It’s the unknown that makes me jumpy, afraid of my own shadow.
The woman returns with a box wrapped in brown paper, reading a sticky attached. “Yep. I was right. The note says it’s from Mr. Williams.”
“Have you met him?” Could he be my handler?
Her brow furrows. “Dermit Williams?” I nod and she shakes her head. “No. He’s out of the country. He’s been Luke’s client for years, I believe.”
I pull the lease from my bag. “Here’s the signed paperwork I was told to bring by here. I’m assuming Mr. Williams owns my building? The lease is with Evernight.”
She shrugs. “I don’t know, but that sounds logical. I really just started a few days ago.”
She offers me her hand. “I’m Meagan, by the way. You can call me Meg.”
“Nice to meet you, Meg.” I shake her hand. “Are you new to town or just new here?”
“New to town, just like you. I got my paralegal degree in New Mexico just this month and had a job lined up with a big firm that fell through.” She holds out her hands. “So here I am.”
“Oh no. I’m sorry. Why don’t you go home?”
“Ex-boyfriend.” She crinkles her nose. “You know. Personal drama, new life. Yada yada.
Life is as perfect as a hot man in a pink hat, if you know what I mean.”
I try to picture Liam in a pink hat and she is right. It’s just wrong. I grin. “A pink hat on a hot man. I’m not going to forget that one anytime soon.”
She grins. “I aim to make a lasting impression.”
I think of Jared and my t-shirt that was so very obviously wrong with my skirt and heels.
I liked him. I like Meg. As for Liam, I downright crave that man. None of this is good. None of this is staying off the radar.
“We should do coffee,” Meg suggests, her voice snapping my gaze back to hers. “We’re both new and all. Or drinks. There are some cool spots around here for happy hour.”
“Sounds fun.” And it does, but I won’t be going any more than I will be calling to check on Chloe. I won’t be diving into the deep, dark waters of some wild river and taking others to drown with me. I’m not that selfish and I won’t let a window of weakness change that.
“You want to exchange numbers?”
“I have a new cell phone but it isn’t working right. I’ll call you and give you my number when I’m sure it’s staying as is.” I crinkle my nose. “And when I remember the number.”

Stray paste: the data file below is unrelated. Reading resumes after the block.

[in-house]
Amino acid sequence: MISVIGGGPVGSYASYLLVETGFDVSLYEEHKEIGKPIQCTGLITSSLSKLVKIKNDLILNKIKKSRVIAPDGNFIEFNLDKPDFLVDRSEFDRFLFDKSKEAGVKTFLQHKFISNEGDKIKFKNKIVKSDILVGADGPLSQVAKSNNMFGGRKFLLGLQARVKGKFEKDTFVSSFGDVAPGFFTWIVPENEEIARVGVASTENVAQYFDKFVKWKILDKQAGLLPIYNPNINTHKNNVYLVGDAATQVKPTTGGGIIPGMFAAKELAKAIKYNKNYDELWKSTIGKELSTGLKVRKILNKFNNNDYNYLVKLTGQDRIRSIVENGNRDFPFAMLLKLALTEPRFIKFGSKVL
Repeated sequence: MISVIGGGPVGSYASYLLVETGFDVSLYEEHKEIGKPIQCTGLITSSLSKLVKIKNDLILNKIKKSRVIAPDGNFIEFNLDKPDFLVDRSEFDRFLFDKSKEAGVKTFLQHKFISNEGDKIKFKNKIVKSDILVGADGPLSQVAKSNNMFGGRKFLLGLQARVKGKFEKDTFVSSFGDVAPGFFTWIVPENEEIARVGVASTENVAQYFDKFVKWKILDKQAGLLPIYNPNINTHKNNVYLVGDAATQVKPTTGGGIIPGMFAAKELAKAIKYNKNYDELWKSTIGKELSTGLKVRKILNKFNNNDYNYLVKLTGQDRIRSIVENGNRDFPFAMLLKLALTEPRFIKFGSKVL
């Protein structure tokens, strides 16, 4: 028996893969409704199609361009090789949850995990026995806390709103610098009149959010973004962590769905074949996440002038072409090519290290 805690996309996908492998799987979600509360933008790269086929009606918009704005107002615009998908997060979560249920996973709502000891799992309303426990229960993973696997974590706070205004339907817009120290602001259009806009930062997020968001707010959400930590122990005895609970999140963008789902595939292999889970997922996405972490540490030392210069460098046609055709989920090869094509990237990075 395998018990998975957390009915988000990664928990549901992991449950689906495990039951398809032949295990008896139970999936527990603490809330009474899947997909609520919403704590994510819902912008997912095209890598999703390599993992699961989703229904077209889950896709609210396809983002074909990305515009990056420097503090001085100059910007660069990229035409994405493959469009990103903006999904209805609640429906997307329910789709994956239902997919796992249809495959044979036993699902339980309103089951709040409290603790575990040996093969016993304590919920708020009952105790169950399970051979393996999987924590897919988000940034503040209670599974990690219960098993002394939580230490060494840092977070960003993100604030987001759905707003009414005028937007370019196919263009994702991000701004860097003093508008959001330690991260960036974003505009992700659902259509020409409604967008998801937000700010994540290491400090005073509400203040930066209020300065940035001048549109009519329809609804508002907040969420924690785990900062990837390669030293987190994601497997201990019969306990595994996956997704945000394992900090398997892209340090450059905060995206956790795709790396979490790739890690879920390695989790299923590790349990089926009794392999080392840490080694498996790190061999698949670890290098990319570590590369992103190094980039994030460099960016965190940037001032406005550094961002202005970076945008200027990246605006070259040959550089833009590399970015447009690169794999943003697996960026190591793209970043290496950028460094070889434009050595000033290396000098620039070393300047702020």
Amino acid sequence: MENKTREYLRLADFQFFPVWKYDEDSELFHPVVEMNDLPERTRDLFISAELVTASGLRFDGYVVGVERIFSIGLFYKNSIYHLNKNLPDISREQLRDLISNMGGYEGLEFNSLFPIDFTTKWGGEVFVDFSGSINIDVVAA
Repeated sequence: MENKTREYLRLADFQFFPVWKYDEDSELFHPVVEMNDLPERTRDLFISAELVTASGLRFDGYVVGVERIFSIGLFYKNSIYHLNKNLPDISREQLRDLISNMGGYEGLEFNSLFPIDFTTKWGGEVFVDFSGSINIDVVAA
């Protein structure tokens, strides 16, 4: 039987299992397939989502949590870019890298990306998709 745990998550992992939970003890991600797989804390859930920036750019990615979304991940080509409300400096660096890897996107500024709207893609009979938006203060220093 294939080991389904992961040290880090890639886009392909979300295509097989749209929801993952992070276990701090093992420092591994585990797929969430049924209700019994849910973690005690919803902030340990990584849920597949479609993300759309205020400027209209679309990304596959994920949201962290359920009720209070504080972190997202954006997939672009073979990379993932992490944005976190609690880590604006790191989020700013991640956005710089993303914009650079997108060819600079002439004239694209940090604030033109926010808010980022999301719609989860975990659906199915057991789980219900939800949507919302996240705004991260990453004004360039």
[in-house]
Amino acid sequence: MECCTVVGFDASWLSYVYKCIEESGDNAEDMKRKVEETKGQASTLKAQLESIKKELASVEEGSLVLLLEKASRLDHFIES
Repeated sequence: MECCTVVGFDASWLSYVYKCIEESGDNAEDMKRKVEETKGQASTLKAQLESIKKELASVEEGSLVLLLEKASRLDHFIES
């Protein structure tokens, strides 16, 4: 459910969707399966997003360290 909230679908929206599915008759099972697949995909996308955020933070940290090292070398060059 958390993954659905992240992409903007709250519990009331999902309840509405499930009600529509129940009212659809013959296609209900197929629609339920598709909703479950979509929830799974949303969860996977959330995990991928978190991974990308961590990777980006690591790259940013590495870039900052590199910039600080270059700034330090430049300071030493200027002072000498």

“I did that last week.” She grabs a pen. “Let me give you my cell so you don’t have to call me here.” She scribbles it down and hands it over. “I already memorized mine.”
Accepting the paper, I ignore the pinch in my chest at the certainty I will never be calling her. “Thanks. It’s nice to start to know people here.”
She lifts the box. “It’s kind of heavy.”
I take it from her and frown. It won’t fit into my bag with my other things. It’s going to be a long walk back to the apartment.
It’s all I can do not to stop on the street corner and open the box, but the instant I step back out into the wind, I have this sensation of being watched. Two blocks later I still feel it and it’s driving me nuts. I tell myself it’s understandable paranoia considering everything, but I don’t remind myself again how I got past this in New York. I didn’t get past anything. I put it out of sight, and out of sight was out of mind. Not this time. This time I want answers that I hope this box holds.
Finally, I reach the apartment and with aching arms from lugging all my stuff, I walk into the hallway, drop my bag, and lock the door. Holding the box to my chest, I lean against the door and stare into the apartment, listening for anything or anyone that might be present. Eerie silence greets me, and while it should comfort me, it does not. I hate silence. I hate it with a passion. I rush forward and set the box on the table, and with my heart in my throat, I search the apartment.
I lie all the time. Why should I trust the silence?
Once I’m certain I’m alone, I sit down at the dining room table, and in the absence of a kitchen knife, I struggle with the tape and use my apartment key to cut it down the center. Note to self. I need a key ring for the single key I’m bound to lose, and silverware. I need to make a kitchen list. I start one in my mind. A couple of cheap pans. Cheap paper plates. Plasticware with a few real knives. I rip the box open and set my key aside.
Lifting the lid, I stare down at the MacBook Air with a folder on top. Well, this is certainly a surprise. I reach for the folder and flip it open. A typed note is included.
Ms. Bensen. Welcome aboard. Enclosed is a list of the properties Evernight leases on my behalf. As we discussed in our phone interview, you will need to do a weekly visual inspection to ensure they are properly maintained and email me a report.
Phone interview? I did a phone interview? I’m confused. This is a cover story. I was told not to look for a job. I keep reading.
An external check is all I need, and all properties are within a few blocks of one another in Cherry Creek. In addition, Evernight will provide you with a report on all newly listed properties in the Denver area. You will cross-reference them with public listings and send me anything that fits the criteria I’m including. Please email me when you get this so I know you are properly settled. I will have various other projects for you to undertake once I get to my location and get settled. I have limited phone connectivity, so if you have any issues you will need to email. If there is an emergency, you can reach my attorney, whose number I’m including.